Malware hackers using steganography in WAV audio files to hide malicious code

Originally published at:

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That sounds awful.


Holy shit, a nam-shub of crypto!


As I understand it, it still at least a two pill poison. The WAV files, are being used to send information to an already existent software that is decoding the information from the WAV files. The article doesn’t say the WAV files are exfiltrating data, but the software is “run-of-the-mill crypto-mining malware operation” and that would require that data leave host’s computer. At least one of the programs is a Windows executable.

Sources: See- Symantec on Water Bug - software noted in article. Found via a link in an article with original source attribution on
See also: Threat Vector @, notes it is a Windows executable.
Links found via Google and The linked ZDnet article does have lots of advertisements! For whatever reason when I clicked on the article the hyperlinks didn’t work, hence the links above plus I think they should be noted the BoingBoing original article.

Related and from my memory:

Ages ago there was an explosion of media playing applications that played proprietary formats supposedly for improvements to quality, control of data and (copyright/DRM), or just stupidity. Those formats were often just audio wrappers like AVI but way more irritating Thess containers were often just renamed clones of others, often with bits of data preventing them from being used in non-authorised platers. The thing was, they players and the containers could and sometimes did, contain malicious data and people often installed them and gave them the keys to kingdom to watch a video or play some music. If you took these containers apart one could find the native media files along with other poop, all not necessary for the files to be decoded, as the files themselves already had known extensions that noted the handedness and other data needed to decode and play the format.


This is the part that needs repeating.

Otherwise, the news will be running “OMG is your music collection selling you out to internet gangsters?” stories and making people afraid of music and not their initial compromise.


Thank you for quoting me. I don’t post links because I like pedantry, especially in this case. With just a little reading the author could explained how the WAV files were being used. The author then could have listed the ZDnet article as their jumping off point, but then also linked to the original sources- something BoingBoing seems to endorse and want others to do.

This technique could also a boon for getting information to those who may have traditional communication channels blocked. Steganalysis is difficult. There can be multiple information layers within the medium that is being interleaved. It could be used to get information to people have had their information blocked via normal channels. Even hidden in open air via pirate digital radio or live streamed, all that is needed is somebody to make software to encode and decode the messages and a way to get the software to those in need. That is all hypothetical - for now.


It’s very cool but not exactly new - Aphex Twin hid images in tracks back in the early 2000’s
see for some examples. The interesting bit is if they can get the malware to trigger something from the audio - if they’re just using it as a transport mechanism it’s interesting certainly but not new - you won’t get affected from listening to something - you’d have to already be compromised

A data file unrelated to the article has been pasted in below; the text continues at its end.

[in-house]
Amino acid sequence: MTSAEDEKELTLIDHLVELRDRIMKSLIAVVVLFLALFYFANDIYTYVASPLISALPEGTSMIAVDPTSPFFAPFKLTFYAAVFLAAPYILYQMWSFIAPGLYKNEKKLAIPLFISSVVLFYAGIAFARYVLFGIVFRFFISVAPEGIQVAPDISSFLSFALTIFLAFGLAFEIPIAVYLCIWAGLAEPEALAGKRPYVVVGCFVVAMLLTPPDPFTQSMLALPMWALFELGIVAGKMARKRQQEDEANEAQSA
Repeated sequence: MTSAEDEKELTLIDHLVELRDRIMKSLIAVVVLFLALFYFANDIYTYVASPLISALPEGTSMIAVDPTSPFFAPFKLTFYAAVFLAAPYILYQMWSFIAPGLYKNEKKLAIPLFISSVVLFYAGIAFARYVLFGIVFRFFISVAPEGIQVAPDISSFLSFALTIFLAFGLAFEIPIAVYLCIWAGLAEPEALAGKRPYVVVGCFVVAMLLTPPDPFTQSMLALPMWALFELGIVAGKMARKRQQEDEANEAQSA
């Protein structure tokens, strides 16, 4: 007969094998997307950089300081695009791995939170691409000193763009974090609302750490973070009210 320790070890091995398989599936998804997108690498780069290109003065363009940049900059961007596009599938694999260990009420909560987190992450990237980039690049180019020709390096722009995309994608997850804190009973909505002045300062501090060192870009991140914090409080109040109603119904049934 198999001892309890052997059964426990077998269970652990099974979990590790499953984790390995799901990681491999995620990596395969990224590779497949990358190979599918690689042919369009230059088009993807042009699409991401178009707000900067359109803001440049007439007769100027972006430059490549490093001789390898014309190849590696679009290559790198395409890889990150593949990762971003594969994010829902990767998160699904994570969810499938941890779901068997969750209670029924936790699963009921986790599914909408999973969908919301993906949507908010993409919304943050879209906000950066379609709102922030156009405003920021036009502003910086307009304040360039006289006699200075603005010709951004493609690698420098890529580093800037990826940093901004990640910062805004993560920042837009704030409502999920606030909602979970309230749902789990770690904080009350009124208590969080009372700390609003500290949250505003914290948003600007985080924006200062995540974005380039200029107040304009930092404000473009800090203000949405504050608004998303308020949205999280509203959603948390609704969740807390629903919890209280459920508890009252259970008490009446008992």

On the plus side, it has a great beat and it’s easy to dance to.


so we’re not talking about toxic viral audio files that can b0rk your comput0rz if you listen to them

it’s just a really inefficient way to move code around


The article didn’t make mention of the technical specifications of the stenography. For example, were the attackers hiding the data in the unused bits of the WAV? Or was it a simple binary cat ?

I remember back in the early 2000s, people would hide data in JPG by just catting it to the end of the file. If you opened the JPG in a web browser, or even an image editing software, you’d just see the expected image with no corruption.


I TOLD those guys not to play music on the centrifuge controllers! :joy:


Who else read ‘steganography’ as ‘stenography’ and imagined some decades-old secretarial shorthand method being repurposed for malicious code? After understanding my mistake, I still think using stenography would be a more interesting story than this. As noted above, not a new technique at all.

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It IS possible, and has (rarely) been done in the past, to hide malware in (supposed) media containers that exploits specific playback software (usually Windows Media Player) to run arbitrary code. It never works, however, if you don’t use the intended client, or at least one that uses part of a code library you’re exploiting, so it never really gained much ground.

These days, actual executable malware code from a media file via media software is as vanishingly rare as CMOS viruses; they still exist, here and there, but ehh, whatever, you’re likely to never see one You’re far more likely to see a silly malware link, “You need a codec to play this file…” :smirk:

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Also, there is a piece of hardware that uses sound, not exactly hidden in the sound, to transfer data:

It sounds a lot like connecting to the internet on old modems.

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